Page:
The viewers are in reality not capable of handling more than 4 Mb/s downloaded to the viewer as the renderer needs to catch up, so setting the speed higher than this may actually degrade viewer performance. In that context, you would in reality have to have many thousand concurrent users to saturate a 850 Mb line.

    • netinterprizes@yahoo.com' Alex Ferraris says:

      read my last post Maria please. Something is wrong with my server.

      • My computer does that when it overheats. And ten simultaneous visitors is a lot for a home-based connection.

        But seriously, Alex, given your track record with partners, and how difficult it is to do this on your own, I would look at my wallet, figure out how much I can afford to spend each month, then find a hosting provider who you haven’t burned through yet and stick with them. No matter what. Not even if they don’t give you the features you want, or mess up the support, or raise their prices or anything. Because it’s still better than doing it yourself.

        Then limit growth to what you can afford. So, say, put a 100 percent markup on regions — if you hosting company sells them for $25, you sell them for $50, and each time someone buys a region, you put up a second one for free plots, plazas, stores, parks, whatever.

        So keep your growth slow and steady. Don’t get caught up in chasing the stats and beating everyone else.

        Just provide a solid grid, at a reasonable price, don’t get in over your head, let the hosting company handle all the tech support, and let in-world volunteers handle the in-world residents and community building.

        Don’t go for the quick buck. Go for the slow buck. Put up PayPal tip boxes in your freebies stores and clubs and let people use the Kitely Market for content sales, so that you’re not in the virtual currency business.

        Put up a Cafe Press page and let people buy T-shirts and mugs with your grid’s logo on them and put up ads for them in-world — people will spend more money on physical content than virtual content, and you can put the profits right back into the grid.

        • netinterprizes@yahoo.com' Alex Ferraris says:

          Maria just one thing.
          The hosting companies that I employed in the past were FIRED by me. Not the other way around like you seem to present here. They did a sloppy job and I had to fired them. I did not BURN through them. THEY BURN THEMSELVES and to tell you the truth they were very very DUMB!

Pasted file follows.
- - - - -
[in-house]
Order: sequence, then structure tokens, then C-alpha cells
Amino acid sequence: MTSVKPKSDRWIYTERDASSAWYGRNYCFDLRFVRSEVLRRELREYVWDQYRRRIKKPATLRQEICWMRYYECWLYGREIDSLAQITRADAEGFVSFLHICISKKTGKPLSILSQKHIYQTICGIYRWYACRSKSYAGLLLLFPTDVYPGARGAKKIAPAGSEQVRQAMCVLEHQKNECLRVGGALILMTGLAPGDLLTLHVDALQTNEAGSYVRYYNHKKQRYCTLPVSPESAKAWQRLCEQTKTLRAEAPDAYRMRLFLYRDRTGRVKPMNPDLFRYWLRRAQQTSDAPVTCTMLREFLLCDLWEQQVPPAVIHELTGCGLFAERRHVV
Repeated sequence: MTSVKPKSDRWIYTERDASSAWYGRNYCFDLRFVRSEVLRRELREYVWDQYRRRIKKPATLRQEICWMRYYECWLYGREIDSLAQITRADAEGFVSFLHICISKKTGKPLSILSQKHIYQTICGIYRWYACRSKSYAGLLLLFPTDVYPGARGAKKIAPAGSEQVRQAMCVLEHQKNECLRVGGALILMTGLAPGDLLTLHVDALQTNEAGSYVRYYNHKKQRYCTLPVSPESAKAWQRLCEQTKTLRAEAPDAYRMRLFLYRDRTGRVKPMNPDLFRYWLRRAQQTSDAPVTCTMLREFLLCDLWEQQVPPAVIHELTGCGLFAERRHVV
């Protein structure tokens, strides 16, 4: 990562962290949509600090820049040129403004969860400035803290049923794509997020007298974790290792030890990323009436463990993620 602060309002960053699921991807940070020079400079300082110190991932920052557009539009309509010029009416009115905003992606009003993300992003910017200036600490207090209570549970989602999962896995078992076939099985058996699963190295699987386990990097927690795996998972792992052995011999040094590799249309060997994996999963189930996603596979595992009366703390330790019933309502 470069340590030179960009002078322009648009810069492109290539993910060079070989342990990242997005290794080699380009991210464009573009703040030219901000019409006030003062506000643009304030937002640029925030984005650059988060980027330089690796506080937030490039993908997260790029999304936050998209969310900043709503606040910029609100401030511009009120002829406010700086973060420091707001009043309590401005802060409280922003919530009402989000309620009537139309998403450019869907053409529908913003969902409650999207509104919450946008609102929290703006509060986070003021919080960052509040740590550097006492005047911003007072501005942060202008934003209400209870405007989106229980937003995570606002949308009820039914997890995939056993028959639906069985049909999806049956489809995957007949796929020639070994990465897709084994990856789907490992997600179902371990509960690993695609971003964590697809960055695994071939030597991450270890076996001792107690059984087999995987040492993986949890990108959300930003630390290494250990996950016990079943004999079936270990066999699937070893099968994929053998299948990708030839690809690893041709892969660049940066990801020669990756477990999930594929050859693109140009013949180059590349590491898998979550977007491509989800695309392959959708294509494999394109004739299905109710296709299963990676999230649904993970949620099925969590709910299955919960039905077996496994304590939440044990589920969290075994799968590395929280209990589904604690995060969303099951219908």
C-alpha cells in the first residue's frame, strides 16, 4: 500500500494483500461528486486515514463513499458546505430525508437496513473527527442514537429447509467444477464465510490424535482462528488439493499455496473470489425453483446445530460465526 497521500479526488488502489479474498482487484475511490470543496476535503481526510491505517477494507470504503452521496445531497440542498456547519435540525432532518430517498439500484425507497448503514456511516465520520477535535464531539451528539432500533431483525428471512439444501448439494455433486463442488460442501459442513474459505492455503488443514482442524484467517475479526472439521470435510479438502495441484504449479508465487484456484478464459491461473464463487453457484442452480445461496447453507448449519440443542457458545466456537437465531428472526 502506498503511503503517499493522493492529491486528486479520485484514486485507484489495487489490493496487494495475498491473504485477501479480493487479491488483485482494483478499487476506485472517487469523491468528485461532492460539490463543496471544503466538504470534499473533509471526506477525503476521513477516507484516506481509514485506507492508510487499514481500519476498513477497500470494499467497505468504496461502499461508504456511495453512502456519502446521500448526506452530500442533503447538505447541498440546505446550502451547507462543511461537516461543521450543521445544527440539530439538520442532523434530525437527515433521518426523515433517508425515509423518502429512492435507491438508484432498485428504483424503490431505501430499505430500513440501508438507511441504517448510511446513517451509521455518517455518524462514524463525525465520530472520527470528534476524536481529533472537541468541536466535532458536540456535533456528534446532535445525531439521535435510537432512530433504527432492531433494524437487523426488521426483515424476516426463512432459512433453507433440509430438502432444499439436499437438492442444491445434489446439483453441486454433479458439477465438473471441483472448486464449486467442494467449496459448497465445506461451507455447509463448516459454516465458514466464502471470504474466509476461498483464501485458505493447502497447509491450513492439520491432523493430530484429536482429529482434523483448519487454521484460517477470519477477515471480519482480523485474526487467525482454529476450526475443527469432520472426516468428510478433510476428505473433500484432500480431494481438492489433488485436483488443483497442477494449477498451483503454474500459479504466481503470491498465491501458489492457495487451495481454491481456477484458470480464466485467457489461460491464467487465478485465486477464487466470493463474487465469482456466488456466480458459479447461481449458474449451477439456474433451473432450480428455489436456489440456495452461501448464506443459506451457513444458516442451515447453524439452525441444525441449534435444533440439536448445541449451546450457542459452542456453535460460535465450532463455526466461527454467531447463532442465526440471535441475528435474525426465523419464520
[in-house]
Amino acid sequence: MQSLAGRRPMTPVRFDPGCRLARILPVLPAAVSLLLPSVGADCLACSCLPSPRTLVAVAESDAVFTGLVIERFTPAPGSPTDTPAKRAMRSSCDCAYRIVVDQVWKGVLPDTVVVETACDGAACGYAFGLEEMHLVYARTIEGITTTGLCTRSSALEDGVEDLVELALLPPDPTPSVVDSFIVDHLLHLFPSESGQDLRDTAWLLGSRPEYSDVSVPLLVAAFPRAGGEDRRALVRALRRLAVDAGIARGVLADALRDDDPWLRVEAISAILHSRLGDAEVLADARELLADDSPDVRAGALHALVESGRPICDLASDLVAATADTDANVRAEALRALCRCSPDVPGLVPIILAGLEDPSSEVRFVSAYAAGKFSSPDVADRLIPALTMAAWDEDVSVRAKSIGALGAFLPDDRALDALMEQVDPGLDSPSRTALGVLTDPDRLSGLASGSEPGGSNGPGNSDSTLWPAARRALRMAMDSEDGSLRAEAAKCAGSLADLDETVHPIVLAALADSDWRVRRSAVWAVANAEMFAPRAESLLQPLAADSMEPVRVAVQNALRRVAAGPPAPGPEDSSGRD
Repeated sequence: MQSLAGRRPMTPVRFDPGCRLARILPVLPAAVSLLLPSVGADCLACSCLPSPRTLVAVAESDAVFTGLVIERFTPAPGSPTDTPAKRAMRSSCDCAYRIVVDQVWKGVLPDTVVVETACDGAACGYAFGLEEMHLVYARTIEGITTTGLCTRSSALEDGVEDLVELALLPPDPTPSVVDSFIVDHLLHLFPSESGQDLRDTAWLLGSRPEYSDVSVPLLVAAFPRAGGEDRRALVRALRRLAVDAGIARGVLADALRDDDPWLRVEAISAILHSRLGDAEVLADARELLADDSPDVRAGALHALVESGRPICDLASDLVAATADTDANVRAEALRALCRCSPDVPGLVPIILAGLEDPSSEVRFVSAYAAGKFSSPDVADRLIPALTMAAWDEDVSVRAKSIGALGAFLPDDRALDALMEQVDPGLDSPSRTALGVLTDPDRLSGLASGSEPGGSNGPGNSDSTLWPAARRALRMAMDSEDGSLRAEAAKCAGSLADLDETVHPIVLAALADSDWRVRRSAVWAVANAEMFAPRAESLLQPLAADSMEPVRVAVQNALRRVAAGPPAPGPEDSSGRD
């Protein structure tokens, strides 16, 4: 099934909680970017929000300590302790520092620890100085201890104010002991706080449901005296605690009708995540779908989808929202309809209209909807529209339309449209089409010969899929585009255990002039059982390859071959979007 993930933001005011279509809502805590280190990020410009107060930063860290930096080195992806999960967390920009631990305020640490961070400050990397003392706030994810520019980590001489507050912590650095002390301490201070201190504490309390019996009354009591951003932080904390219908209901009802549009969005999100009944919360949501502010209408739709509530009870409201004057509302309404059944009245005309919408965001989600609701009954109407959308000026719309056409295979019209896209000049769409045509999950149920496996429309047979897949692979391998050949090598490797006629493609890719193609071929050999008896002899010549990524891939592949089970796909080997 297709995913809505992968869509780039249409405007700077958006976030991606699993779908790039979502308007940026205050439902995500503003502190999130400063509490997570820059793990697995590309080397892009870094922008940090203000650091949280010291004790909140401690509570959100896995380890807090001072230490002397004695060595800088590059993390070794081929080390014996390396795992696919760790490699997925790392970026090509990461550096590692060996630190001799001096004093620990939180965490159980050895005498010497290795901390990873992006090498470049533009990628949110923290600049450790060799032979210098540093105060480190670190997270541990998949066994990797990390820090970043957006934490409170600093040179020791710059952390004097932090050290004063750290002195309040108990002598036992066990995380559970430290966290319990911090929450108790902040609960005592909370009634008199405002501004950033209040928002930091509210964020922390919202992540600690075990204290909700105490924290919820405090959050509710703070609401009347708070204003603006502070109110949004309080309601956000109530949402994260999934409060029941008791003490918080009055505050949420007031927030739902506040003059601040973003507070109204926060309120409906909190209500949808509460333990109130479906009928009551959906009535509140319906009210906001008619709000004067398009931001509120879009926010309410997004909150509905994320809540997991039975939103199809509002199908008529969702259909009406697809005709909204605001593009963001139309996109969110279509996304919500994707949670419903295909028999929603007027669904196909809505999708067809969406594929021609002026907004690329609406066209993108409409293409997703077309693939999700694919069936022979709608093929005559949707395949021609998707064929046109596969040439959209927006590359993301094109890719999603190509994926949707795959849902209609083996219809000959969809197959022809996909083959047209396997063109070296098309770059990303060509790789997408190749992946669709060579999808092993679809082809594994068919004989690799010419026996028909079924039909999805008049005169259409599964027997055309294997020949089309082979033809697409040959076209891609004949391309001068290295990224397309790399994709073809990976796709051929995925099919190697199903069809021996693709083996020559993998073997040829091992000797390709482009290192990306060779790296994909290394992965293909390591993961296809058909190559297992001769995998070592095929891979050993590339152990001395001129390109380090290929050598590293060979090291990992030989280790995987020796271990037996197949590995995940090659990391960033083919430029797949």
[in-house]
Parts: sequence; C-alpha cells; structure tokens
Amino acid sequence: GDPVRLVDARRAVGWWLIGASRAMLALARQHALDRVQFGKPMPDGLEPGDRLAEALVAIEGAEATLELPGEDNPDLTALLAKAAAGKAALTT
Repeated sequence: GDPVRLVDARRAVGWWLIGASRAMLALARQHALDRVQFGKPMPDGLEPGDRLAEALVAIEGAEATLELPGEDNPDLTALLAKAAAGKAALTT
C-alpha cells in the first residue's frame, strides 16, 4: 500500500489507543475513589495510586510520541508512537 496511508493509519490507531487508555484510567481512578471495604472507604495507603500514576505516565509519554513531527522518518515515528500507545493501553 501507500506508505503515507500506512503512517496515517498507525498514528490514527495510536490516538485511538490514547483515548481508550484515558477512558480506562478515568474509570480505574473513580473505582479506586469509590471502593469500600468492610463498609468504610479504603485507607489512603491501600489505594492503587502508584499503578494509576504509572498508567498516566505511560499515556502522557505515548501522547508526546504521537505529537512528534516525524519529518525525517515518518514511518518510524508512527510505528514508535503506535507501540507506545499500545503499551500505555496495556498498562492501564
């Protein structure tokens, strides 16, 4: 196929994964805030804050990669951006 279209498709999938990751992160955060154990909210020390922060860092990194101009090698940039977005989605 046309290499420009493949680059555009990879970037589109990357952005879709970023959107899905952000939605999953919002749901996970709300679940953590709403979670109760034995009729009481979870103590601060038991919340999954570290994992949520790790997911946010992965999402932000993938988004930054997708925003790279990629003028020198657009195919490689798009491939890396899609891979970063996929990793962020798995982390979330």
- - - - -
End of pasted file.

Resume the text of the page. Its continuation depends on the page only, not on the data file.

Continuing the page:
Cause if AviWorlds was still online now since 2010 when it started; whoever was hosting it for me would be making ALOT of money.
          Instead these companies decided to OVERSELL and not give one cents about my grid. THATS THE TRUTH!

        • netinterprizes@yahoo.com' Alex Ferraris says:

          I never tried to grow very fast. It is my people that comes and builds. All I do is open the grid up. They come. If Alex builds it; they will come!

          • Well, stop. Only build as much as you can afford — both in money and in time. And if you’re finding that you don’t get the performance you need from your hosting providers, either upgrade your service — or scale back your grid.

            And don’t get mad at your hosting providers and quit. They won’t take you back. And when I look back on your history, the long stretches in which you steady performance and growth and stability as a grid, you were with a professional hosting provider.

            CloudServe is willing to take a chance on you. Grab it before they change their mind. Get ONLY as much grid as you can afford. Experiment with REALISTIC income-generating ideas. When money comes in, THEN expand.

          • netinterprizes@yahoo.com' Alex Ferraris says:

            Will do.

  2. netinterprizes@yahoo.com' Alex Ferraris says:

    I need to place this question here for the minds…
    I opened the grid up and immediately I had about 11 people inworld , uploading, chating, teleporting and all…
    My PC just went off just like that…As if there was no electricity. I had to restart it and it did it again and now my data base is bad. Wont turn on…Anyone knows if that is something to do with the windows version I m using? Windows professional 7. I am also using version 8.1. rc1. Is there a limit as to how many people can connect to my pc because of my windows version?
    I have a 32 gig ram, 8 core AMD processors, 4 ghtz, 100 mpbs upload speed. and down too.

    • geir.noklebye@dayturn.com' Geir Nøklebye says:

      Your spec for the machine and line speed should be fine for 11 persons, but do yourself a favor and don’t run 0.8.1RC – it is still very buggy in some areas. should be fine.

      I would also, as Maria says, find a hosting provider to handle your load.